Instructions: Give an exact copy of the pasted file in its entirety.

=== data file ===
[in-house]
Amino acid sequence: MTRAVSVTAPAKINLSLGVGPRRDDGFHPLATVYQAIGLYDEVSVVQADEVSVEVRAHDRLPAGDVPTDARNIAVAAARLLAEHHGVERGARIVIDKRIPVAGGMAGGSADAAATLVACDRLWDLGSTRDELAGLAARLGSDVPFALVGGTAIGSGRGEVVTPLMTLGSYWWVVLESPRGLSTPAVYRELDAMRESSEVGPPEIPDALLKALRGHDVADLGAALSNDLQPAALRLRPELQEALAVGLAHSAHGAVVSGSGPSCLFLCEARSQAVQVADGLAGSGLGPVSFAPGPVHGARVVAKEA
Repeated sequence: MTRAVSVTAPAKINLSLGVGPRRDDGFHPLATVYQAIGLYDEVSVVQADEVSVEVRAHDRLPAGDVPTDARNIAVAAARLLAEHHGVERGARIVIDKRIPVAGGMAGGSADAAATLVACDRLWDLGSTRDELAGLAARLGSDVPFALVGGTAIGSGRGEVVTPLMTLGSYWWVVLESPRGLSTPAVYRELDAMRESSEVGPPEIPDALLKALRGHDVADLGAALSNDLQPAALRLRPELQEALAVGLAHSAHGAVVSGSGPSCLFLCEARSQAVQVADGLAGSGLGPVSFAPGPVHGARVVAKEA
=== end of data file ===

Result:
[in-house]
Amino acid sequence: MTRAVSVTAPAKINLSLGVGPRRDDGFHPLATVYQAIGLYDEVSVVQADEVSVEVRAHDRLPAGDVPTDARNIAVAAARLLAEHHGVERGARIVIDKRIPVAGGMAGGSADAAATLVACDRLWDLGSTRDELAGLAARLGSDVPFALVGGTAIGSGRGEVVTPLMTLGSYWWVVLESPRGLSTPAVYRELDAMRESSEVGPPEIPDALLKALRGHDVADLGAALSNDLQPAALRLRPELQEALAVGLAHSAHGAVVSGSGPSCLFLCEARSQAVQVADGLAGSGLGPVSFAPGPVHGARVVAKEA
Repeated sequence: MTRAVSVTAPAKINLSLGVGPRRDDGFHPLATVYQAIGLYDEVSVVQADEVSVEVRAHDRLPAGDVPTDARNIAVAAARLLAEHHGVERGARIVIDKRIPVAGGMAGGSADAAATLVACDRLWDLGSTRDELAGLAARLGSDVPFALVGGTAIGSGRGEVVTPLMTLGSYWWVVLESPRGLSTPAVYRELDAMRESSEVGPPEIPDALLKALRGHDVADLGAALSNDLQPAALRLRPELQEALAVGLAHSAHGAVVSGSGPSCLFLCEARSQAVQVADGLAGSGLGPVSFAPGPVHGARVVAKEA